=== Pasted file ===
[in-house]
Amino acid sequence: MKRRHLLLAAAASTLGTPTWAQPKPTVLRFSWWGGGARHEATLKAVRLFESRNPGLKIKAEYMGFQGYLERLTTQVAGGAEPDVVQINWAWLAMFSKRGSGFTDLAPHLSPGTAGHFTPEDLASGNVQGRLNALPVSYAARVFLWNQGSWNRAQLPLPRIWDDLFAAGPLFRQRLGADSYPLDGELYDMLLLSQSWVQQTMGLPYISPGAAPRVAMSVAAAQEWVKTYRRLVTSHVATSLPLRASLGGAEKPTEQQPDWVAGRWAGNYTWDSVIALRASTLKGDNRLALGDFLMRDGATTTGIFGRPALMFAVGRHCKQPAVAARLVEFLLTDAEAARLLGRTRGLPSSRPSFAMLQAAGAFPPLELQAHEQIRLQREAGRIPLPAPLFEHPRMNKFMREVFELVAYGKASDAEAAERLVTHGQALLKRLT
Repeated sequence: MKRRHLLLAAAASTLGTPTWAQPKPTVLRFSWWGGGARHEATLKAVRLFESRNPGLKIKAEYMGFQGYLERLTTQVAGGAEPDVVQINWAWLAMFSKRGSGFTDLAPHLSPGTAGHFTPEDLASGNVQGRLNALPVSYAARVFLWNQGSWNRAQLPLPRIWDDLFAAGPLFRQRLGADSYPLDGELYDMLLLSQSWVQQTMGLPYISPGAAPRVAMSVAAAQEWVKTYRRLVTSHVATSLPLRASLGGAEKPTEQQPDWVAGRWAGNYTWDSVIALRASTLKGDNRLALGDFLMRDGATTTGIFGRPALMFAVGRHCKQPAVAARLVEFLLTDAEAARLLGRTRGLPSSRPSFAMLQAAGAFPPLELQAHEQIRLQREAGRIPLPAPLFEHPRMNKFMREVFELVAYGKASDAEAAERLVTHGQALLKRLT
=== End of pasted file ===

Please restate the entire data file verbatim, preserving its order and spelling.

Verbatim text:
[in-house]
Amino acid sequence: MKRRHLLLAAAASTLGTPTWAQPKPTVLRFSWWGGGARHEATLKAVRLFESRNPGLKIKAEYMGFQGYLERLTTQVAGGAEPDVVQINWAWLAMFSKRGSGFTDLAPHLSPGTAGHFTPEDLASGNVQGRLNALPVSYAARVFLWNQGSWNRAQLPLPRIWDDLFAAGPLFRQRLGADSYPLDGELYDMLLLSQSWVQQTMGLPYISPGAAPRVAMSVAAAQEWVKTYRRLVTSHVATSLPLRASLGGAEKPTEQQPDWVAGRWAGNYTWDSVIALRASTLKGDNRLALGDFLMRDGATTTGIFGRPALMFAVGRHCKQPAVAARLVEFLLTDAEAARLLGRTRGLPSSRPSFAMLQAAGAFPPLELQAHEQIRLQREAGRIPLPAPLFEHPRMNKFMREVFELVAYGKASDAEAAERLVTHGQALLKRLT
Repeated sequence: MKRRHLLLAAAASTLGTPTWAQPKPTVLRFSWWGGGARHEATLKAVRLFESRNPGLKIKAEYMGFQGYLERLTTQVAGGAEPDVVQINWAWLAMFSKRGSGFTDLAPHLSPGTAGHFTPEDLASGNVQGRLNALPVSYAARVFLWNQGSWNRAQLPLPRIWDDLFAAGPLFRQRLGADSYPLDGELYDMLLLSQSWVQQTMGLPYISPGAAPRVAMSVAAAQEWVKTYRRLVTSHVATSLPLRASLGGAEKPTEQQPDWVAGRWAGNYTWDSVIALRASTLKGDNRLALGDFLMRDGATTTGIFGRPALMFAVGRHCKQPAVAARLVEFLLTDAEAARLLGRTRGLPSSRPSFAMLQAAGAFPPLELQAHEQIRLQREAGRIPLPAPLFEHPRMNKFMREVFELVAYGKASDAEAAERLVTHGQALLKRLT